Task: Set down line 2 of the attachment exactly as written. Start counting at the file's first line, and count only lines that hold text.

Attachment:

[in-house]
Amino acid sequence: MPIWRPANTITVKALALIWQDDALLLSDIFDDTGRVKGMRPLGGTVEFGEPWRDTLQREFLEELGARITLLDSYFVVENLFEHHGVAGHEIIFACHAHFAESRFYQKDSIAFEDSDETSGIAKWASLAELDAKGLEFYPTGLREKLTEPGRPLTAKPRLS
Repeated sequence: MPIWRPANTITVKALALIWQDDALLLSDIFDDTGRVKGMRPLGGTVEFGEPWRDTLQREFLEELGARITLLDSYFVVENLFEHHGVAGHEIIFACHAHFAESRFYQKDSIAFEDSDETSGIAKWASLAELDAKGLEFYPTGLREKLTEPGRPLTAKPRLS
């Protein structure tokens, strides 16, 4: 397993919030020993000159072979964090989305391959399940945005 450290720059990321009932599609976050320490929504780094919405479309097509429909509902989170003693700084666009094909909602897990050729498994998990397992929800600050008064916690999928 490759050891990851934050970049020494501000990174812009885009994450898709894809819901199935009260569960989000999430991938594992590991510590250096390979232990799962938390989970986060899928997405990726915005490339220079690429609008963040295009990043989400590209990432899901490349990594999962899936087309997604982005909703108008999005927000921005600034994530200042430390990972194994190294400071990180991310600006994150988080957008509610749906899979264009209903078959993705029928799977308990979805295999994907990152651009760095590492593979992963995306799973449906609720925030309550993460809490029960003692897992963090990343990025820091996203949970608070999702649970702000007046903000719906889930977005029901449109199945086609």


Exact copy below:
Amino acid sequence: MPIWRPANTITVKALALIWQDDALLLSDIFDDTGRVKGMRPLGGTVEFGEPWRDTLQREFLEELGARITLLDSYFVVENLFEHHGVAGHEIIFACHAHFAESRFYQKDSIAFEDSDETSGIAKWASLAELDAKGLEFYPTGLREKLTEPGRPLTAKPRLS